Pitching bloggers and journalists directly is often times hit or miss unless you have a long term relationship. Even so, here are some good guidelines for pitching blogs to follow.
There’s a good Media Relations with Bloggers article from Media Metamorphosis that presents some alternative ways of reaching bloggers and journalists. The just of it is, find out what blogs the journalist reads and using a combination of relevant comments and trackbacks, gain visibility and start a conversation.
One interesting tool for discovering what blogs/sites your intended audience reads is Rollyo, a service that allows you to build your own search engine of sites you want to track.
What’s neat about Rollyo is that you can see the list of sites each person has included in their searchrolls. So if a particular journalist or executive at a prospect company has created a searchroll, you can see the list of sites they trust and know which sites to gain visibility on.
Another search tool that’s useful is the Touchgraph Google Browser. This tool is useful for finding related blogs to blogs or sites that you already know about. It literally graphs relationships between sites to reveal sites you may have not found otherwise.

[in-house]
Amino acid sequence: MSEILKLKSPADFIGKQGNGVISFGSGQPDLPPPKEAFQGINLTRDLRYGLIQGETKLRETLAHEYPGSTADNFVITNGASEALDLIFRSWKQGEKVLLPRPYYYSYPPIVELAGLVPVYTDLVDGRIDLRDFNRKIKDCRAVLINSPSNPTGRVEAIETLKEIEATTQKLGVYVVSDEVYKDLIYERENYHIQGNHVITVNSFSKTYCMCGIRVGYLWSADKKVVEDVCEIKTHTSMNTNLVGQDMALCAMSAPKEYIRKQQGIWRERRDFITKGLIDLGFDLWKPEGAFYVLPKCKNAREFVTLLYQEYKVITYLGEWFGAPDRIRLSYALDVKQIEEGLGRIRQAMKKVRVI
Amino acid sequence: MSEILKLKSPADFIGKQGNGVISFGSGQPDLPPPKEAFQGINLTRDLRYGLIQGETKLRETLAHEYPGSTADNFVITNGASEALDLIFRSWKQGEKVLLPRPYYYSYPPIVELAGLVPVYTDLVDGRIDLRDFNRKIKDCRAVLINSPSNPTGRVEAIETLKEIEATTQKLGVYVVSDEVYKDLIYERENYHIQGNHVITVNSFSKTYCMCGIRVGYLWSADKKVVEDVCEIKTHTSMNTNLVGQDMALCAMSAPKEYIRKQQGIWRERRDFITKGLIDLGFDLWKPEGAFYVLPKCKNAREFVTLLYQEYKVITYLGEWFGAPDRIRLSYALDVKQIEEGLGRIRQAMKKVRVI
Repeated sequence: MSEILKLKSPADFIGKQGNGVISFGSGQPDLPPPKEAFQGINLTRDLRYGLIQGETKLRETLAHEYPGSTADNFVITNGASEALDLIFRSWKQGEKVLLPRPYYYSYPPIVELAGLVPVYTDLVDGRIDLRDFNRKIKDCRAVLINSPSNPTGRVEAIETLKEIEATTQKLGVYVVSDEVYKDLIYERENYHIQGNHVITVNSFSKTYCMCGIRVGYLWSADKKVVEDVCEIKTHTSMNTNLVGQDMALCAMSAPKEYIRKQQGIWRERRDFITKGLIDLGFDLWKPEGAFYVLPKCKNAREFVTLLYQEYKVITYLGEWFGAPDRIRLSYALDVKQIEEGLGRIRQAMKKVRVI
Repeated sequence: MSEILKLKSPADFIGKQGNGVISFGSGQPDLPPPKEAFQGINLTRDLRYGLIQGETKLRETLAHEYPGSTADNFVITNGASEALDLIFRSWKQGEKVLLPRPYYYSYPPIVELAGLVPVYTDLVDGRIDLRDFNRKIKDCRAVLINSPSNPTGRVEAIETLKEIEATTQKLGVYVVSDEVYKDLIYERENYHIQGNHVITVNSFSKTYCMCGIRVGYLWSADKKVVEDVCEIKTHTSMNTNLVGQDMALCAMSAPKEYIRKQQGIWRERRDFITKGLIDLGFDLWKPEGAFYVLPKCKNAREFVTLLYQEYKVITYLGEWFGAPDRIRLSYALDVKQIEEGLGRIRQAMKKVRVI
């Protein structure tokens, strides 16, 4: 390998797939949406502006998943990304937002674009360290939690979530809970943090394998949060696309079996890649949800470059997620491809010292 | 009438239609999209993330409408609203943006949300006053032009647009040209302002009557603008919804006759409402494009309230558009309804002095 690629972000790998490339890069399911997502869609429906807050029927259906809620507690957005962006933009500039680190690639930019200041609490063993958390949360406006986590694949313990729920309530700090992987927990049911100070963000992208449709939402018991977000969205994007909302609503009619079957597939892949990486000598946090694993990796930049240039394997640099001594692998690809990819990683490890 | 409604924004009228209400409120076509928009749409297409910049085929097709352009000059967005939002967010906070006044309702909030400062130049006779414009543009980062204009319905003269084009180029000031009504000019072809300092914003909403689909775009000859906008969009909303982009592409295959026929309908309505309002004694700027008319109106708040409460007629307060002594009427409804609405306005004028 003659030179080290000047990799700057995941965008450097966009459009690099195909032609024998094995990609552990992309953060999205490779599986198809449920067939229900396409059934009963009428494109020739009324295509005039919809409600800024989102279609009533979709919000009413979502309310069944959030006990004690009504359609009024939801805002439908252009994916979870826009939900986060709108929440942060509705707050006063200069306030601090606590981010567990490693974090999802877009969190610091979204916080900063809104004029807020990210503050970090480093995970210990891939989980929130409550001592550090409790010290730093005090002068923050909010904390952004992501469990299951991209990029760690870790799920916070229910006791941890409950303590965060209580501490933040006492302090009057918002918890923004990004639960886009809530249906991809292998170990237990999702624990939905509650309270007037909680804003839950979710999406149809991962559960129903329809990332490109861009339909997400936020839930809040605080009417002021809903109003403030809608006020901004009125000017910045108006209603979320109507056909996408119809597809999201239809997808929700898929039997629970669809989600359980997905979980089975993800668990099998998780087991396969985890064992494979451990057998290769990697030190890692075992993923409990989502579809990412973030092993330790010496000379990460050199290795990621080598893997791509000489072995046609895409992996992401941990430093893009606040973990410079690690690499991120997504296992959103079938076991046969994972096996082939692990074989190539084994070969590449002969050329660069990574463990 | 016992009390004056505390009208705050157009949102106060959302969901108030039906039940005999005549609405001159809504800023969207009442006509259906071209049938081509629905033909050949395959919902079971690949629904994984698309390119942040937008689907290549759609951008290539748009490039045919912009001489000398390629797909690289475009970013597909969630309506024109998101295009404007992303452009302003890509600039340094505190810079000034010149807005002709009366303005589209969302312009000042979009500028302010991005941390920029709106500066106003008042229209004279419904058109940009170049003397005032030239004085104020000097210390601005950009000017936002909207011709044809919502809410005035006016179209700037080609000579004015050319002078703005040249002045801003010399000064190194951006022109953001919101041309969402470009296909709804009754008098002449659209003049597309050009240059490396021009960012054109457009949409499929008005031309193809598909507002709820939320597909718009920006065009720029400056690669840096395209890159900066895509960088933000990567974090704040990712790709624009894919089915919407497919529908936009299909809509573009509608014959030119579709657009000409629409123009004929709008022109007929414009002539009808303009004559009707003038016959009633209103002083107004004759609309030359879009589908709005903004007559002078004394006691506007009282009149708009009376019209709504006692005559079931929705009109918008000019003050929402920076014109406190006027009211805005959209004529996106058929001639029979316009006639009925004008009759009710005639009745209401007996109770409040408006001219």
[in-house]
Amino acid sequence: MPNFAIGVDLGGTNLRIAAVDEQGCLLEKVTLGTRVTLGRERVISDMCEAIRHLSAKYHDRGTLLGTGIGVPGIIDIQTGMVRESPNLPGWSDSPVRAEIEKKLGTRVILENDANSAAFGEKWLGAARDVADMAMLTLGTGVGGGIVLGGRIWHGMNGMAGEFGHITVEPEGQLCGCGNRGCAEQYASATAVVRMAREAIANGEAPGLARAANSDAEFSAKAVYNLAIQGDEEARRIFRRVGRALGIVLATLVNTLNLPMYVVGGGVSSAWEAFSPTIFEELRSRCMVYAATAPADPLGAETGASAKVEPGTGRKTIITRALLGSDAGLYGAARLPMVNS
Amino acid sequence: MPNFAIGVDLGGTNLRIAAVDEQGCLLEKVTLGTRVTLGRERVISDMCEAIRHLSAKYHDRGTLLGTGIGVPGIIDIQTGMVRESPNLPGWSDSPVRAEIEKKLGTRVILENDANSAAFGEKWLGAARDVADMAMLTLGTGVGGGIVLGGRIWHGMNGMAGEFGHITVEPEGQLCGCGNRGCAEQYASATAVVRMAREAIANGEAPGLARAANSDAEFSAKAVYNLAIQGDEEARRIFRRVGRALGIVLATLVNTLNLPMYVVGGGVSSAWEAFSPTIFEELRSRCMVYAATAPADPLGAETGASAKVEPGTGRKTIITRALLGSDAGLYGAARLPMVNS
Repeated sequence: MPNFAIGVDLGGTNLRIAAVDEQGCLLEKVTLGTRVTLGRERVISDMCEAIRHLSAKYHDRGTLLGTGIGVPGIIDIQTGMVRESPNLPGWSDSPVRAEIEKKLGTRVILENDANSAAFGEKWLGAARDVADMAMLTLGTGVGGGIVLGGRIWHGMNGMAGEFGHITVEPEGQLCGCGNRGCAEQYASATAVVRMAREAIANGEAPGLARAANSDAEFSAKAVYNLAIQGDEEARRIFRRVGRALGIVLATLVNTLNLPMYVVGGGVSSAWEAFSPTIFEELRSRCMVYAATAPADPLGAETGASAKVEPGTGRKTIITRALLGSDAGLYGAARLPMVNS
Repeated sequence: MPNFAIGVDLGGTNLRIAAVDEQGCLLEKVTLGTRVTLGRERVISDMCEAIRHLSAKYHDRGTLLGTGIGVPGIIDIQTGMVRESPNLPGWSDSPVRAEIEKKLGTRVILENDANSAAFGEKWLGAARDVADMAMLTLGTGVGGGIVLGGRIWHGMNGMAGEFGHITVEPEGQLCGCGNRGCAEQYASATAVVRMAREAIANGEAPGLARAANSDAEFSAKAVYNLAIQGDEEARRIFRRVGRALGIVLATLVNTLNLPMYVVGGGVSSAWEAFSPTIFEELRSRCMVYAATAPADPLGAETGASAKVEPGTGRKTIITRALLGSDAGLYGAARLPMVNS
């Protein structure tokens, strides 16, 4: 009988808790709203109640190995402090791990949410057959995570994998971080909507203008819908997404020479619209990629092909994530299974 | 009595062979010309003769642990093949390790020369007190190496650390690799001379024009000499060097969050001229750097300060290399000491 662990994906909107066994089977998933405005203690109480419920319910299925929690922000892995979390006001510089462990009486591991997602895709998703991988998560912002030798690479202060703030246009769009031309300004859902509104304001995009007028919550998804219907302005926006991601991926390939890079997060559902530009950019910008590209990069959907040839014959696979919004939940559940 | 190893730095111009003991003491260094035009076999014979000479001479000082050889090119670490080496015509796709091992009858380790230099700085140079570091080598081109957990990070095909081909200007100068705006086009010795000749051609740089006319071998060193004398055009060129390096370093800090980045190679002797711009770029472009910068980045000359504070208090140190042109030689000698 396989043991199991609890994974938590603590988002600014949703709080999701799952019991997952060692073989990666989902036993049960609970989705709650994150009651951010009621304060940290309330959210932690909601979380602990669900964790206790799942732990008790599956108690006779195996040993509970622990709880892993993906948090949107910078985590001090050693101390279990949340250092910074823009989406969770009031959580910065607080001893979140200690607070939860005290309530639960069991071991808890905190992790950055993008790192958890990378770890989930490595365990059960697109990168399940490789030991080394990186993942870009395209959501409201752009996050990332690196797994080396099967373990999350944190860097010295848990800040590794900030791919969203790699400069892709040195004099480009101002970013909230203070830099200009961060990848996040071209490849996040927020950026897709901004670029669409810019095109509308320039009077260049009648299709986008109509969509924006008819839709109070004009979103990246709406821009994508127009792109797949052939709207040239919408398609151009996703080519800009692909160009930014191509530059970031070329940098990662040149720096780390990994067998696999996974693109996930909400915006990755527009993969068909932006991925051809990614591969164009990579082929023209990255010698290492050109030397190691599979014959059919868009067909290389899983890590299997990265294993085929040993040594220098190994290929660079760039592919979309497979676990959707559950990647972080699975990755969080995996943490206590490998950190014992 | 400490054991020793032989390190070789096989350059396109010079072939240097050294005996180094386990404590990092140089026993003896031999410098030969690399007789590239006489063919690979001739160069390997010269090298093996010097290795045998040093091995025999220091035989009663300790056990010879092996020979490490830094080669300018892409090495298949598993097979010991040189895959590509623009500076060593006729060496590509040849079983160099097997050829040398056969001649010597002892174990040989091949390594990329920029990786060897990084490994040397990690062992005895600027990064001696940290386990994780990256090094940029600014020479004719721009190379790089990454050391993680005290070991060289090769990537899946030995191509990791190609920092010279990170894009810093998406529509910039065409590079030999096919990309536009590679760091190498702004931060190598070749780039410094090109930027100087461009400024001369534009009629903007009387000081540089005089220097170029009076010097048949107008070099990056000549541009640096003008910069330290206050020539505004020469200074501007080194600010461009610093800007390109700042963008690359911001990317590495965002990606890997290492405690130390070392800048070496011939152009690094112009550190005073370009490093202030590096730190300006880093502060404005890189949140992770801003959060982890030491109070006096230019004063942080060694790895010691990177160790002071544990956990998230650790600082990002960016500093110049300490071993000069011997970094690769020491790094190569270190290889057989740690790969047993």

In the spirit of blogging PR, there are two recent blogging/public relations surveys worth mentioning:
One is a survey of public relations firms, Blog Relations PR Survey of 50 PR firms by Blog Relations. The response was nearly split as to the perception of blogs as good or bad. Most had never pitched a blog and almost half feel there are “a good number of influential blogs”.
The second surveys bloggers, Technorati/Edelman Blogger PR Survey which was set up “to better understand how blogging and traditional PR intersect, and what bloggers think about communication from mainstream companies.” according to Niall Kennedy of Technorati.
Blogging is still a new world to most PR firms but more are getting into the game. What they’re learning is that pitching blogs is not the same thing as traditional media. There are no doubt similarities, but many blogs are quick to judge – good or bad, so it’s good advice to be relevant, do your homework and be patient.